The CARES Act allows the carryback of net operating losses (NOLs) arising in taxable years beginning after 12/31/2017 and before 1/1/2021. Losses arising in tax years beginning in 2018 through 2020 may be carried back for the 5 years immediately preceding the taxable year of such loss. The Act does not impact the provisions related to the carryforward of NOLs for those years.
Additionally, the Act removes the 80% taxable income limitation on NOLs that the 2017 Tax Cuts and Jobs Act (TCJA) imposed, allowing NOLs to fully offset taxable income for years beginning before January 1, 2021.
In order to utilize these losses, companies should amend prior year returns.
Business Interest Limitations
For 2019 and 2020, the amount of interest expenses businesses are allowed to deduct is increased from 30% to 50% of adjusted taxable income (ATI). For these years, taxpayers may deduct the sum of (i) business interest income, (ii) 50% of ATI, and (iii) floorplan financing interest expense. Taxpayers may elect not to use the increased limitation. Additionally, since many taxpayers will have significantly less income during 2020 as a result of COVID-19, they may elect to use 2019 adjusted taxable income for 2020 instead.
For partnerships, the increase to ATI only applies to 2020, allowing partners to treat 50% of the 2019 allocable excess business interest expense from the partnership as fully deductible for the 2020 tax year. The other 50% of the excess business interest expense is subject to the normal rules, which suspends use of the excess business interest expense until a later year, when the partnership allocates excess taxable income or excess business interest income to the partner. Partnerships may also elect to substitute their 2019 ATI for 2020 ATI. The election must be made at the partnership level.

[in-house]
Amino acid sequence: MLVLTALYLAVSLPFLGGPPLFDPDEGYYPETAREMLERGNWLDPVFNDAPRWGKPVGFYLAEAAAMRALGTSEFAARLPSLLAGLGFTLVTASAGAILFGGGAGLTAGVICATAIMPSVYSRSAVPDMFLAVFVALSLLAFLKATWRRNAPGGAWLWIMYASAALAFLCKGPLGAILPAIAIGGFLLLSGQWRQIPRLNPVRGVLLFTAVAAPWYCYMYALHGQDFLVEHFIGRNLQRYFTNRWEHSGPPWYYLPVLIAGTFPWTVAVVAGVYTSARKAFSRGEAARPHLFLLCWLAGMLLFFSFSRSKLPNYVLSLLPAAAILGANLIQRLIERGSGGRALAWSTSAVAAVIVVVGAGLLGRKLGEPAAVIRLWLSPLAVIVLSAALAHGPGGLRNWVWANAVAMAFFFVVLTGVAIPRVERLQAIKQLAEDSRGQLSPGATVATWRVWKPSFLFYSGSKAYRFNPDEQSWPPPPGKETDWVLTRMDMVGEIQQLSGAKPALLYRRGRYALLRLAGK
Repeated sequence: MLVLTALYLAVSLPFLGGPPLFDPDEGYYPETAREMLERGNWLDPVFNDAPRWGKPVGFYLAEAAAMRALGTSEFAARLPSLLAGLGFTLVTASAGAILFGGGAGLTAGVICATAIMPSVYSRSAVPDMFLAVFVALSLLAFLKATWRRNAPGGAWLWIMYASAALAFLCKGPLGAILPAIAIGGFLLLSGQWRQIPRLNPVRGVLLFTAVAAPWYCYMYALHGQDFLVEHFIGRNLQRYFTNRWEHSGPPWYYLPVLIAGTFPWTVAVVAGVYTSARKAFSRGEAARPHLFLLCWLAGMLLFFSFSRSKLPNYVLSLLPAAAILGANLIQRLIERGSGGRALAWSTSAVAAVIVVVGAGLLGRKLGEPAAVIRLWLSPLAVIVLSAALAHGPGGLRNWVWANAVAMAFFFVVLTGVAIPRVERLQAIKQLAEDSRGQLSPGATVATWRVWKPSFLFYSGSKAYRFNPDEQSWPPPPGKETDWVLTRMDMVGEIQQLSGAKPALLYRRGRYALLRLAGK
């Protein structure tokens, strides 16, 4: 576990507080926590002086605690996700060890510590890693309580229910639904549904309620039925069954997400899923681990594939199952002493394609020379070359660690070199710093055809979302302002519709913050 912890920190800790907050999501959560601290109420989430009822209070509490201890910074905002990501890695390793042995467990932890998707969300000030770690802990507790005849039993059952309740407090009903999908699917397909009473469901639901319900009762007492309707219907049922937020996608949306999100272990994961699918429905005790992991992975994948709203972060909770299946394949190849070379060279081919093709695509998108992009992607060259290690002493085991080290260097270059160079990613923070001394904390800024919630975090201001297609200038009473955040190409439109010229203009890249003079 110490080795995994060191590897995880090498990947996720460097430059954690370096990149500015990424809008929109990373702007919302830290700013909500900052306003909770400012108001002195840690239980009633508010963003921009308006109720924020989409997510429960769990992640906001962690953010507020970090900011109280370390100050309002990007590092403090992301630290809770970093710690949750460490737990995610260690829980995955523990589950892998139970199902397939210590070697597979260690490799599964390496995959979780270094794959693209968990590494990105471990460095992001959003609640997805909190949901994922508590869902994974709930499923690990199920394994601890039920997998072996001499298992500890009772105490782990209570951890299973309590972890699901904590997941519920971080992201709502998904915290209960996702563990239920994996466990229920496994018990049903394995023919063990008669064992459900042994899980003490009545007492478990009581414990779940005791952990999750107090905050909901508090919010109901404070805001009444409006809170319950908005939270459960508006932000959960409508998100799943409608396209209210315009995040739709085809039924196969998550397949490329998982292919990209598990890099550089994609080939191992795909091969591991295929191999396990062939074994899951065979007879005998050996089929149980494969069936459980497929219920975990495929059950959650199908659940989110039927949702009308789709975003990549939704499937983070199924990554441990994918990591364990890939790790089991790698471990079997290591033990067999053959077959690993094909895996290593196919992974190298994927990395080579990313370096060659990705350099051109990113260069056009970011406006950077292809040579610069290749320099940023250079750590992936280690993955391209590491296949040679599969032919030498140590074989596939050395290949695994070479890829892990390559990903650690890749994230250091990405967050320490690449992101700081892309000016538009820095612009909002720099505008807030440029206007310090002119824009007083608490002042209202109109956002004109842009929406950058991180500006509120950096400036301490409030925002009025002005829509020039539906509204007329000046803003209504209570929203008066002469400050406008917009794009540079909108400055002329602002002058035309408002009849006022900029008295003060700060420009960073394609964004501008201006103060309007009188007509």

Limitation on Losses (Non-Corporate Taxpayers)
For pass-through businesses and sole proprietors, the CARES Act removes the limitation on excess business losses for tax years beginning after December 31, 2017, and before January 1, 2021. This provision allows pass-through businesses to apply their excess business losses to tax years beginning in 2018 through 2020 and utilize the resulting cash-flow for operating expenses. For years after 2021, the excess business loss deduction available to non-corporate taxpayers remains subject to the limitations imposed by the TCJA and must be carried forward as NOLs.
Excess losses for 2018 can be utilized by filing an amended return.
Corporate Alternative Minimum Tax Credit
The corporate alternative minimum tax (AMT) was repealed by the TCJA for tax years beginning on or after January 1, 2018, and any corporate AMT credits from prior were refundable in the 2018 through 2021 tax years. The CARES Act permits companies to claim a refund for any remaining amounts in 2019. Alternatively, corporations may elect to claim the full refund in 2018. Again, this is accomplished by filing an amended return for the 2018 tax year.
Delay of Payment of Employer Payroll Taxes
The CARES Act allows employers and self-employer individuals to defer payment of the employer portion of social security tax. The tax is equal 6.2% of wages. The Act permits employers and self-employer individuals to pay the deferred social security taxes over the following two years. Half of the deferred tax is due by December 31, 2021 and the remaining half is due by December 31, 2022.